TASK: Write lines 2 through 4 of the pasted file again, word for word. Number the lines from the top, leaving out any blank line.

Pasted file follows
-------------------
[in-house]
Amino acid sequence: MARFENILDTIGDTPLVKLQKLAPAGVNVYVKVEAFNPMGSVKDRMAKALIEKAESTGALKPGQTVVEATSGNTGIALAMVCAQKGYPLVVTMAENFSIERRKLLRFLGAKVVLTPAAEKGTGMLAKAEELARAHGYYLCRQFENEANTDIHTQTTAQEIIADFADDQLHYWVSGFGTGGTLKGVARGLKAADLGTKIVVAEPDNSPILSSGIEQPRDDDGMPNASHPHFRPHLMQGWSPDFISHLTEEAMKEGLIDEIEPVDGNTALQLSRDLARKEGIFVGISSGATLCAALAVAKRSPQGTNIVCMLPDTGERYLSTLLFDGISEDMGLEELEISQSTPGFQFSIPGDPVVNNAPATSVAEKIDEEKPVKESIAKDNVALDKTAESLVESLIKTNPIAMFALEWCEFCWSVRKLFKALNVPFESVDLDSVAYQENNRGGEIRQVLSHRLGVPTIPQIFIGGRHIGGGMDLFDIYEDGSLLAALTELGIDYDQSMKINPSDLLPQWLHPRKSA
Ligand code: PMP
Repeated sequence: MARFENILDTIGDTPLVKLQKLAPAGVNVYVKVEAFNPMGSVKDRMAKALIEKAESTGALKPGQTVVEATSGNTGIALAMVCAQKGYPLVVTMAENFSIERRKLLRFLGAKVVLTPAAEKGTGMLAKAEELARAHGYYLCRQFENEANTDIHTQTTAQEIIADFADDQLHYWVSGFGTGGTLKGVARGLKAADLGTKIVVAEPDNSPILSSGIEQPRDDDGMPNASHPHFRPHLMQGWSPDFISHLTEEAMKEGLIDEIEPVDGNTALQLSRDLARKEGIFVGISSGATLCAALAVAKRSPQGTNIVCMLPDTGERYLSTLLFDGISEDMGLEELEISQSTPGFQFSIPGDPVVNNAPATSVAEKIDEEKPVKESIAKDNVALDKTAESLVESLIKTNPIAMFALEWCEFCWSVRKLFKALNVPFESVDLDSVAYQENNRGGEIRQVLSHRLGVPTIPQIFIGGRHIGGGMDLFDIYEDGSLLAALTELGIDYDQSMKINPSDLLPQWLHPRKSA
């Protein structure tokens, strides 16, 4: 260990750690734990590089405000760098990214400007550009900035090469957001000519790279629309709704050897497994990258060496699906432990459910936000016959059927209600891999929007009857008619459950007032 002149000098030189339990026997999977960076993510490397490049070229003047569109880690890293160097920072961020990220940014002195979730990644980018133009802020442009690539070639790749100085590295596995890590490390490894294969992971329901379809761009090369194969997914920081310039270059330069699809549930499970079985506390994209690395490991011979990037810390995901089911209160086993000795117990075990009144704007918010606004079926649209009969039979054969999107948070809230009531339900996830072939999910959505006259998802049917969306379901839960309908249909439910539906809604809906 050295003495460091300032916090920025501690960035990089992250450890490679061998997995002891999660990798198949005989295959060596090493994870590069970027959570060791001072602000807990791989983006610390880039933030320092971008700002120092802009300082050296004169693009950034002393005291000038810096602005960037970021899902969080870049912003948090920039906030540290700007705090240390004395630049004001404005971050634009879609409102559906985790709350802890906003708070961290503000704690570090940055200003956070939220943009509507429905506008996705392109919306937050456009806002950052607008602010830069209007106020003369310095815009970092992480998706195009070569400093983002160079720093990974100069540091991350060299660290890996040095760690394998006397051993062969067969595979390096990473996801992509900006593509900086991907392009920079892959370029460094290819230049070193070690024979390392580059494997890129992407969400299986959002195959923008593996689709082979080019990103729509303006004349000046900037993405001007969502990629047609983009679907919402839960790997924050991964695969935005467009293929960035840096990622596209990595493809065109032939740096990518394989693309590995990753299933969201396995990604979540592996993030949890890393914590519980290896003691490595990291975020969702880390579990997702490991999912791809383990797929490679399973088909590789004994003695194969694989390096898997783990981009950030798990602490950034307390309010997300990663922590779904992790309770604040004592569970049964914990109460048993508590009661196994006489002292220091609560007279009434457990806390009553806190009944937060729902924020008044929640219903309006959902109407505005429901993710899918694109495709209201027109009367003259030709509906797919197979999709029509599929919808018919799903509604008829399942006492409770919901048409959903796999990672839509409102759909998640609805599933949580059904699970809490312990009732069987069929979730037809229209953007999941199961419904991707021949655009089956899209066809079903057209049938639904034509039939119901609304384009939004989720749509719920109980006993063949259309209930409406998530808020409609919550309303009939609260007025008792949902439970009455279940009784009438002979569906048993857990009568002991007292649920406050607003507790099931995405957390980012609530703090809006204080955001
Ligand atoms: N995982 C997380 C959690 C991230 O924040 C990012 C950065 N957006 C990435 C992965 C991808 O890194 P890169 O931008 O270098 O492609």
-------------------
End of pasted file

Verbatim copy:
Amino acid sequence: MARFENILDTIGDTPLVKLQKLAPAGVNVYVKVEAFNPMGSVKDRMAKALIEKAESTGALKPGQTVVEATSGNTGIALAMVCAQKGYPLVVTMAENFSIERRKLLRFLGAKVVLTPAAEKGTGMLAKAEELARAHGYYLCRQFENEANTDIHTQTTAQEIIADFADDQLHYWVSGFGTGGTLKGVARGLKAADLGTKIVVAEPDNSPILSSGIEQPRDDDGMPNASHPHFRPHLMQGWSPDFISHLTEEAMKEGLIDEIEPVDGNTALQLSRDLARKEGIFVGISSGATLCAALAVAKRSPQGTNIVCMLPDTGERYLSTLLFDGISEDMGLEELEISQSTPGFQFSIPGDPVVNNAPATSVAEKIDEEKPVKESIAKDNVALDKTAESLVESLIKTNPIAMFALEWCEFCWSVRKLFKALNVPFESVDLDSVAYQENNRGGEIRQVLSHRLGVPTIPQIFIGGRHIGGGMDLFDIYEDGSLLAALTELGIDYDQSMKINPSDLLPQWLHPRKSA
Ligand code: PMP
Repeated sequence: MARFENILDTIGDTPLVKLQKLAPAGVNVYVKVEAFNPMGSVKDRMAKALIEKAESTGALKPGQTVVEATSGNTGIALAMVCAQKGYPLVVTMAENFSIERRKLLRFLGAKVVLTPAAEKGTGMLAKAEELARAHGYYLCRQFENEANTDIHTQTTAQEIIADFADDQLHYWVSGFGTGGTLKGVARGLKAADLGTKIVVAEPDNSPILSSGIEQPRDDDGMPNASHPHFRPHLMQGWSPDFISHLTEEAMKEGLIDEIEPVDGNTALQLSRDLARKEGIFVGISSGATLCAALAVAKRSPQGTNIVCMLPDTGERYLSTLLFDGISEDMGLEELEISQSTPGFQFSIPGDPVVNNAPATSVAEKIDEEKPVKESIAKDNVALDKTAESLVESLIKTNPIAMFALEWCEFCWSVRKLFKALNVPFESVDLDSVAYQENNRGGEIRQVLSHRLGVPTIPQIFIGGRHIGGGMDLFDIYEDGSLLAALTELGIDYDQSMKINPSDLLPQWLHPRKSA